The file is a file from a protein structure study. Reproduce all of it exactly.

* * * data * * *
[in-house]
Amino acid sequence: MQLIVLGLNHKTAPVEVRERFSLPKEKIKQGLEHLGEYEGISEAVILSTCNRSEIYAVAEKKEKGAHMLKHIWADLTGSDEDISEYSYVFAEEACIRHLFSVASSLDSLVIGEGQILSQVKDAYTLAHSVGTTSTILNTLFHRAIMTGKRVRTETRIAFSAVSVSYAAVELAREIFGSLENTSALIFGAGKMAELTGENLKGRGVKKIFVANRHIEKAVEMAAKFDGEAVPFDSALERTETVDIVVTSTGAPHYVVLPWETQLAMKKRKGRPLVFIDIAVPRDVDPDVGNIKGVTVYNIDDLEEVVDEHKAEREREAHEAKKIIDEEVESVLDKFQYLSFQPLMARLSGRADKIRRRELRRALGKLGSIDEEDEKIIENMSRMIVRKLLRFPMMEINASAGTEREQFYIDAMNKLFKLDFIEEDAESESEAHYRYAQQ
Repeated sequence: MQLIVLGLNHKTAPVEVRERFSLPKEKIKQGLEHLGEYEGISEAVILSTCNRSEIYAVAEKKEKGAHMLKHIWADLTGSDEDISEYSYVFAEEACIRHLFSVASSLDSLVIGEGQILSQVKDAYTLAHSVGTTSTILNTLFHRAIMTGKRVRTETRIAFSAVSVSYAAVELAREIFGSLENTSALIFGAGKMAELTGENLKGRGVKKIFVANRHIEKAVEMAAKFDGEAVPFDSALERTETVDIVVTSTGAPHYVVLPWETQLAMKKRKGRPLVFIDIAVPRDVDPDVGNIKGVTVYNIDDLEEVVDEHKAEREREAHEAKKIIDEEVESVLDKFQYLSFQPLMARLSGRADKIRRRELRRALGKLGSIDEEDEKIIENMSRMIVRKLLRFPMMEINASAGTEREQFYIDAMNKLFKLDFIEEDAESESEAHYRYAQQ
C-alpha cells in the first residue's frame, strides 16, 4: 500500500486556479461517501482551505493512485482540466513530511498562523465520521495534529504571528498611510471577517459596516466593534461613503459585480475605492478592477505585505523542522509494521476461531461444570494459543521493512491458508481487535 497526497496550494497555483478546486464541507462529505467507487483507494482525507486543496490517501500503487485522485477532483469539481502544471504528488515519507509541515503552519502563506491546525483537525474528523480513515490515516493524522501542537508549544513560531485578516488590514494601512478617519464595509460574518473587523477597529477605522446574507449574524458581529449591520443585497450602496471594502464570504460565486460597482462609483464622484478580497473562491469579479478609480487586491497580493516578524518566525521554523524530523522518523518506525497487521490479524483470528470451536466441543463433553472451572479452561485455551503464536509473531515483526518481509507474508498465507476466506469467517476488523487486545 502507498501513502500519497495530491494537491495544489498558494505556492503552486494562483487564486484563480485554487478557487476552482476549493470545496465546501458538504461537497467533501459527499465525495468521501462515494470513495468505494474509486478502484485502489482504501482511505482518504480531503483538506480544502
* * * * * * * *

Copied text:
[in-house]
Amino acid sequence: MQLIVLGLNHKTAPVEVRERFSLPKEKIKQGLEHLGEYEGISEAVILSTCNRSEIYAVAEKKEKGAHMLKHIWADLTGSDEDISEYSYVFAEEACIRHLFSVASSLDSLVIGEGQILSQVKDAYTLAHSVGTTSTILNTLFHRAIMTGKRVRTETRIAFSAVSVSYAAVELAREIFGSLENTSALIFGAGKMAELTGENLKGRGVKKIFVANRHIEKAVEMAAKFDGEAVPFDSALERTETVDIVVTSTGAPHYVVLPWETQLAMKKRKGRPLVFIDIAVPRDVDPDVGNIKGVTVYNIDDLEEVVDEHKAEREREAHEAKKIIDEEVESVLDKFQYLSFQPLMARLSGRADKIRRRELRRALGKLGSIDEEDEKIIENMSRMIVRKLLRFPMMEINASAGTEREQFYIDAMNKLFKLDFIEEDAESESEAHYRYAQQ
Repeated sequence: MQLIVLGLNHKTAPVEVRERFSLPKEKIKQGLEHLGEYEGISEAVILSTCNRSEIYAVAEKKEKGAHMLKHIWADLTGSDEDISEYSYVFAEEACIRHLFSVASSLDSLVIGEGQILSQVKDAYTLAHSVGTTSTILNTLFHRAIMTGKRVRTETRIAFSAVSVSYAAVELAREIFGSLENTSALIFGAGKMAELTGENLKGRGVKKIFVANRHIEKAVEMAAKFDGEAVPFDSALERTETVDIVVTSTGAPHYVVLPWETQLAMKKRKGRPLVFIDIAVPRDVDPDVGNIKGVTVYNIDDLEEVVDEHKAEREREAHEAKKIIDEEVESVLDKFQYLSFQPLMARLSGRADKIRRRELRRALGKLGSIDEEDEKIIENMSRMIVRKLLRFPMMEINASAGTEREQFYIDAMNKLFKLDFIEEDAESESEAHYRYAQQ
C-alpha cells in the first residue's frame, strides 16, 4: 500500500486556479461517501482551505493512485482540466513530511498562523465520521495534529504571528498611510471577517459596516466593534461613503459585480475605492478592477505585505523542522509494521476461531461444570494459543521493512491458508481487535 497526497496550494497555483478546486464541507462529505467507487483507494482525507486543496490517501500503487485522485477532483469539481502544471504528488515519507509541515503552519502563506491546525483537525474528523480513515490515516493524522501542537508549544513560531485578516488590514494601512478617519464595509460574518473587523477597529477605522446574507449574524458581529449591520443585497450602496471594502464570504460565486460597482462609483464622484478580497473562491469579479478609480487586491497580493516578524518566525521554523524530523522518523518506525497487521490479524483470528470451536466441543463433553472451572479452561485455551503464536509473531515483526518481509507474508498465507476466506469467517476488523487486545 502507498501513502500519497495530491494537491495544489498558494505556492503552486494562483487564486484563480485554487478557487476552482476549493470545496465546501458538504461537497467533501459527499465525495468521501462515494470513495468505494474509486478502484485502489482504501482511505482518504480531503483538506480544502